“I want to teach underclassmen how to get an internship in the industry and how to network and things like that so that younger people can learn about the industry just as I did,” Rose said. “My role in the club is to bring in professionals from the industry to give presentations to the club. Last Fall, we welcomed a creative director and associate producer from Knott’s Berry Farm, who gave an incredible presentation on the park’s transformation into Knott’s Scary Farm. We have also welcomed several other industry professionals who have all shared a wealth of insight into their careers and the projects they have worked on. The most recent was an executive creative director from Walt Disney Imagineering, who talked about the Star Wars Galactic Starcruiser in Orlando.”
Rose is currently exploring the diverse range of tasks and responsibilities engineers have within the vast theme park industry. Although she has yet to determine which specific job suits her, she is open to all work opportunities in this field.
“My sights are no longer just set on the big companies like Disney and Universal. I’ve learned that there are hundreds of vendor companies that specialize in certain aspects of theme park creation, and all work together on the huge attractions at Disney and Universal parks,” said Rose. Outside of TEA@USC, Rose is also involved in other organizations and work opportunities. She is a member of the Society of Women Engineers at USC, serving as a leader in the student organization since her sophomore year.
“I wanted to find a community of females in engineering,” Rose said. “One where people encounter the same problems and experiences.”
Designing a theme park requires a crucial element of creativity, and Rose undoubtedly exhibits this by revealing her ideal park to create — a theme park based on Taylor Swift.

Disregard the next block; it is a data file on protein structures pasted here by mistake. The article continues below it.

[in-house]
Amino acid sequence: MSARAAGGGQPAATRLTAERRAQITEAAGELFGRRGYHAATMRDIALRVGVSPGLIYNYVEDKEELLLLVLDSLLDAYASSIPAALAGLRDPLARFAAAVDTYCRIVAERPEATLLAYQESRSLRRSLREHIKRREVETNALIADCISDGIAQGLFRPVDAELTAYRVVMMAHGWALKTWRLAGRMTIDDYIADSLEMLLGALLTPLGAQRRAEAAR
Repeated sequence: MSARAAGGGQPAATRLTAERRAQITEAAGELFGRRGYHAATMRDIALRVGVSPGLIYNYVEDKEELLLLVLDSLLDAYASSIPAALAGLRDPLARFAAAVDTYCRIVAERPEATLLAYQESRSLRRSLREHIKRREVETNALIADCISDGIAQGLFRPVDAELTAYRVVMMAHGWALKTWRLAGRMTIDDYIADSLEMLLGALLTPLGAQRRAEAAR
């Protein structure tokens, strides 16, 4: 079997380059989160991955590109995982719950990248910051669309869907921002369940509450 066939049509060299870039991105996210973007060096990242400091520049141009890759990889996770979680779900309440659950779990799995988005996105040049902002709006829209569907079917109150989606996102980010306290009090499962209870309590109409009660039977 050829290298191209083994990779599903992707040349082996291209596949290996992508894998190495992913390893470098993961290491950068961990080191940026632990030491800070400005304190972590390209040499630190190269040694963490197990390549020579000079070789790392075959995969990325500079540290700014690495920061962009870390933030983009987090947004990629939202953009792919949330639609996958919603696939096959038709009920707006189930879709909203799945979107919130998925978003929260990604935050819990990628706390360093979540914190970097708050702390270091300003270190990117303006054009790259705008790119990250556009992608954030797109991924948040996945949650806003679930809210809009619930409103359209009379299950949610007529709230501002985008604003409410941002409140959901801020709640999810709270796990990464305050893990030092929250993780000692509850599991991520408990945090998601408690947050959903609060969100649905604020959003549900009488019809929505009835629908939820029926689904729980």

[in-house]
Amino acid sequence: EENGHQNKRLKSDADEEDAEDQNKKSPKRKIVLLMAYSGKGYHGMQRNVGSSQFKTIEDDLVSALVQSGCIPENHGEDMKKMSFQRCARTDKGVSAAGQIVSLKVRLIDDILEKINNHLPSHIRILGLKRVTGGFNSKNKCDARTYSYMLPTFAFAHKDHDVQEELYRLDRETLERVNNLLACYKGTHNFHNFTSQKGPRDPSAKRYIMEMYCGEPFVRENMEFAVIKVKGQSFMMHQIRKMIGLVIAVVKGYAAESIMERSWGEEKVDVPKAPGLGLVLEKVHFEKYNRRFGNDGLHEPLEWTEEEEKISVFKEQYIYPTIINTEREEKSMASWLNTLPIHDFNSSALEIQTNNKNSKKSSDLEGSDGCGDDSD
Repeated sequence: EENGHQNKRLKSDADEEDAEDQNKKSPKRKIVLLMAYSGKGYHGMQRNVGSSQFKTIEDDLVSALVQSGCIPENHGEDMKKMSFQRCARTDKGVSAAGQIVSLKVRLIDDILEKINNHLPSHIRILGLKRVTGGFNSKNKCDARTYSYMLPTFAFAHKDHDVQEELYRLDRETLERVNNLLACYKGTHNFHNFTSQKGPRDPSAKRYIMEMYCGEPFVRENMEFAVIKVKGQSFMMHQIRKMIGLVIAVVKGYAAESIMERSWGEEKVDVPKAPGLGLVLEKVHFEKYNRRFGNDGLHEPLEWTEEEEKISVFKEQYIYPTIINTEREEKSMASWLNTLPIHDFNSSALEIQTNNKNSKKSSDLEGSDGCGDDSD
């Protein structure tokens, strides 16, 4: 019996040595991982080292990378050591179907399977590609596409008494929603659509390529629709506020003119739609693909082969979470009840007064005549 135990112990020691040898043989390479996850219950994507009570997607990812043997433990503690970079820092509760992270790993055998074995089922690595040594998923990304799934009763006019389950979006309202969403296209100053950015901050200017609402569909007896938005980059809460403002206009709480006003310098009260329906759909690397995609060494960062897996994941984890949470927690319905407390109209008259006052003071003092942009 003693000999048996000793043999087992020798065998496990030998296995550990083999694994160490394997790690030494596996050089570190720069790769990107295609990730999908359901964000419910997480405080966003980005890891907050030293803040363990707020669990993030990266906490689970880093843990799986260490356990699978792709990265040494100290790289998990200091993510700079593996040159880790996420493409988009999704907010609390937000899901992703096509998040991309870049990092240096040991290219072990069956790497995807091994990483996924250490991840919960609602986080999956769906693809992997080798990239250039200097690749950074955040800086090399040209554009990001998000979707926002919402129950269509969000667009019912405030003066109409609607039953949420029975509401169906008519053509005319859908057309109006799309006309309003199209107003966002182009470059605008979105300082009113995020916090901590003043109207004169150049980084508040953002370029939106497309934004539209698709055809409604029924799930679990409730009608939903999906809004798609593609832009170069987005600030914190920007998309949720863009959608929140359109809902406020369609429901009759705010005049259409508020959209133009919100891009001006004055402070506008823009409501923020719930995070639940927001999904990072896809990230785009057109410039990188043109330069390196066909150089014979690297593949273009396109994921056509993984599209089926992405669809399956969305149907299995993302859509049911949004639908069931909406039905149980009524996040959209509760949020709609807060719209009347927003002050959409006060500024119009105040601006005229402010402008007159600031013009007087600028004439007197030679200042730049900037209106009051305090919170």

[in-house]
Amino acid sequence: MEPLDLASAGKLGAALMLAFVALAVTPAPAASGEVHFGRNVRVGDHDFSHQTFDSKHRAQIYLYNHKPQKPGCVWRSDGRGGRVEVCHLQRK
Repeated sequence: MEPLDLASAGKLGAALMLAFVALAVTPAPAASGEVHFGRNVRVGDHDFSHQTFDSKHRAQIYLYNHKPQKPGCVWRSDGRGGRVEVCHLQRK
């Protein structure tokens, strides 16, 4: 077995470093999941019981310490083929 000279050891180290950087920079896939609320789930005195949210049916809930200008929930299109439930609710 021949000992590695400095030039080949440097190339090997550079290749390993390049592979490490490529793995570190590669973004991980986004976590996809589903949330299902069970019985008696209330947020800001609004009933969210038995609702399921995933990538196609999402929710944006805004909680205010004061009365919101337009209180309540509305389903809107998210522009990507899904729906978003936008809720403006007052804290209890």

“I think I would be perfect for helping design this park,” said Rose. “Theme parks in general, are crafted from storytelling. Instead of watching a movie or reading a book, you can step into the story at these theme park lands. Taylor Swift has so many stories within her music.”
Some of Rose’s ideas include a ‘Fearless’ land that tells the story of Taylor in high school and has a Nashville country music theme. Other ideas she has are a ‘Speak Now’ land that is purple and sparkly, a ‘Red’ land that includes images from that album like autumn leaves and coffee shops, a ‘1989’ land that looks like New York City and is visually consistent with her 1989 concert tour, a ‘Reputation’ land that has snakes and is consistent with her Rep era, and a ‘Folklore/Evermore’ land that has a forest and lots of the same imagery as in her ‘Cardigan’ and ‘Willow’ music videos.
“Each of Taylor’s eras is so vivid and immersive thanks to her music videos and lyrics full of imagery,” said Rose, “I think these could easily be envisioned as a theme park.”
Rose has many aspirations when it comes to the theme park industry, and she doesn’t plan on stopping until she fulfills her childhood dream of making it to the top of this field that has provided her with such an abundance of joy and thrills.
Published on May 10th, 2023
Last updated on May 10th, 2023